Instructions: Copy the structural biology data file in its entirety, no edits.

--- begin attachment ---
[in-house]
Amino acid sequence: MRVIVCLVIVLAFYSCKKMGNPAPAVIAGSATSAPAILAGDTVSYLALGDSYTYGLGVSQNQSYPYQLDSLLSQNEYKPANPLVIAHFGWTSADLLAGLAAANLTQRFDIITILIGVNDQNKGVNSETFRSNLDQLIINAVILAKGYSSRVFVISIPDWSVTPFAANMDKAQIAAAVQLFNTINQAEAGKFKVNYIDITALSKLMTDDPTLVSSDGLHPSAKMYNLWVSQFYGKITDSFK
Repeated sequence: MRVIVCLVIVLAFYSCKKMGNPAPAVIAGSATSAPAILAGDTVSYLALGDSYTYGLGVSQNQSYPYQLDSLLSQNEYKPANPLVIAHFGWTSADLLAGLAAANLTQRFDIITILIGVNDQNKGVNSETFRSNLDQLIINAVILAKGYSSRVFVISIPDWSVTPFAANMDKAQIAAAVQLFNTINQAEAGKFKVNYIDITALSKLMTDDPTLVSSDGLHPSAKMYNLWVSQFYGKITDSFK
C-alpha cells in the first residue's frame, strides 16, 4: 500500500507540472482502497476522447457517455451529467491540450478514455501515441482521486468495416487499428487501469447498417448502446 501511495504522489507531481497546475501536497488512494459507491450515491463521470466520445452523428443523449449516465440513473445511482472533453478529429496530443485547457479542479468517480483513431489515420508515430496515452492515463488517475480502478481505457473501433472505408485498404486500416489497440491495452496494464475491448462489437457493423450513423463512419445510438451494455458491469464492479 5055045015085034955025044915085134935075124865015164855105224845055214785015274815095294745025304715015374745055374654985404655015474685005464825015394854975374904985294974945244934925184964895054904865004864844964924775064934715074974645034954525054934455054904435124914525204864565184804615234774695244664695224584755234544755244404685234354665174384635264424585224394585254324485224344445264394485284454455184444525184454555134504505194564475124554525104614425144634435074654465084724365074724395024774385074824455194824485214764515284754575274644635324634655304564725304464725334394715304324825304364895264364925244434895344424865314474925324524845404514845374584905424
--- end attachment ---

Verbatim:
[in-house]
Amino acid sequence: MRVIVCLVIVLAFYSCKKMGNPAPAVIAGSATSAPAILAGDTVSYLALGDSYTYGLGVSQNQSYPYQLDSLLSQNEYKPANPLVIAHFGWTSADLLAGLAAANLTQRFDIITILIGVNDQNKGVNSETFRSNLDQLIINAVILAKGYSSRVFVISIPDWSVTPFAANMDKAQIAAAVQLFNTINQAEAGKFKVNYIDITALSKLMTDDPTLVSSDGLHPSAKMYNLWVSQFYGKITDSFK
Repeated sequence: MRVIVCLVIVLAFYSCKKMGNPAPAVIAGSATSAPAILAGDTVSYLALGDSYTYGLGVSQNQSYPYQLDSLLSQNEYKPANPLVIAHFGWTSADLLAGLAAANLTQRFDIITILIGVNDQNKGVNSETFRSNLDQLIINAVILAKGYSSRVFVISIPDWSVTPFAANMDKAQIAAAVQLFNTINQAEAGKFKVNYIDITALSKLMTDDPTLVSSDGLHPSAKMYNLWVSQFYGKITDSFK
C-alpha cells in the first residue's frame, strides 16, 4: 500500500507540472482502497476522447457517455451529467491540450478514455501515441482521486468495416487499428487501469447498417448502446 501511495504522489507531481497546475501536497488512494459507491450515491463521470466520445452523428443523449449516465440513473445511482472533453478529429496530443485547457479542479468517480483513431489515420508515430496515452492515463488517475480502478481505457473501433472505408485498404486500416489497440491495452496494464475491448462489437457493423450513423463512419445510438451494455458491469464492479 5055045015085034955025044915085134935075124865015164855105224845055214785015274815095294745025304715015374745055374654985404655015474685005464825015394854975374904985294974945244934925184964895054904865004864844964924775064934715074974645034954525054934455054904435124914525204864565184804615234774695244664695224584755234544755244404685234354665174384635264424585224394585254324485224344445264394485284454455184444525184454555134504505194564475124554525104614425144634435074654465084724365074724395024774385074824455194824485214764515284754575274644635324634655304564725304464725334394715304324825304364895264364925244434895344424865314474925324524845404514845374584905424